If I injured someone in an accident but was not at fault, what is my responsibility for expenses?

The mother of a teenage son called yesterday to ask if I can help with some of the expenses for her son’s injury. About 4 months ago, he darted in front of my truck and a I struck him going about 25 mph. I was in the right. There was no citation issued. The report clearly recounts him saying he didn’t look before he crossed and I have a witness report. I stayed at the accident and met the mother. She was very understanding (it turns out the boy has ADD). She called yesterday saying that she didn’t expect the expenses to be so high and for the insurance not to cover. I told her I would send $200. She was thankful. If I send her a check for $200, can she use it in a case against me in the future?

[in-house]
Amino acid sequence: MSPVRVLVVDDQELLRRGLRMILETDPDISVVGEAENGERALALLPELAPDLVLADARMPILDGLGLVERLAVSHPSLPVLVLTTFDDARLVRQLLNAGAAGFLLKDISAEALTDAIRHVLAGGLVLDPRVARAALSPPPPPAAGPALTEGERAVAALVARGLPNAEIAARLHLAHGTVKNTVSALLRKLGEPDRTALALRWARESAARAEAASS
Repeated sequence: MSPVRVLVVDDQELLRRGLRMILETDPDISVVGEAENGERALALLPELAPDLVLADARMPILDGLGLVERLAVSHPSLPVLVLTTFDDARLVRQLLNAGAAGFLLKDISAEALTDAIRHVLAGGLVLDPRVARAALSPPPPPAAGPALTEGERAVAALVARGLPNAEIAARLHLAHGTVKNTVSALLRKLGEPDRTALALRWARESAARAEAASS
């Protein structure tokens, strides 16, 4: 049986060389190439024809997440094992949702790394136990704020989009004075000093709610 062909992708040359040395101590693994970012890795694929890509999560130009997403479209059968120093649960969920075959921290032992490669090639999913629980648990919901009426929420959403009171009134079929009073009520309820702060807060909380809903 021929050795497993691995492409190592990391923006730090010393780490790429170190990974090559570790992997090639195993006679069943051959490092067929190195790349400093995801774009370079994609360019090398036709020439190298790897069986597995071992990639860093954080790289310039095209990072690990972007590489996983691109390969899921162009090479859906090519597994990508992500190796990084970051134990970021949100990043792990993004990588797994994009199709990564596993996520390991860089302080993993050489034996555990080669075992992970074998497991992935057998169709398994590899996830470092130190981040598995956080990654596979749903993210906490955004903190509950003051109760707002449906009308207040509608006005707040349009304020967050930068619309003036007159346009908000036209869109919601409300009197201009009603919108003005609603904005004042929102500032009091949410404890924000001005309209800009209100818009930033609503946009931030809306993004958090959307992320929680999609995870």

Asked on June 3, 2014 under Personal Injury, New Mexico


SJZ, Member, New York Bar / FreeAdvice Contributing Attorney

Answered 6 years ago | Contributor

If you were not at fault, you have no legal responsibility or obligation to pay anything at all: liability, or a legal obligation to pay, is based on fault.

To protect yourself if you choose to voluntarily pay anything (e.g. $200), send the check to her some way you can prove or track delivery, together with a letter which states that the enclosed check does not represent any acceptance of any fault, responsibility, or liability, and is being provided voluntarily, to help a family a need, or other language to that effect, and keep a copy of the letter and of the check.

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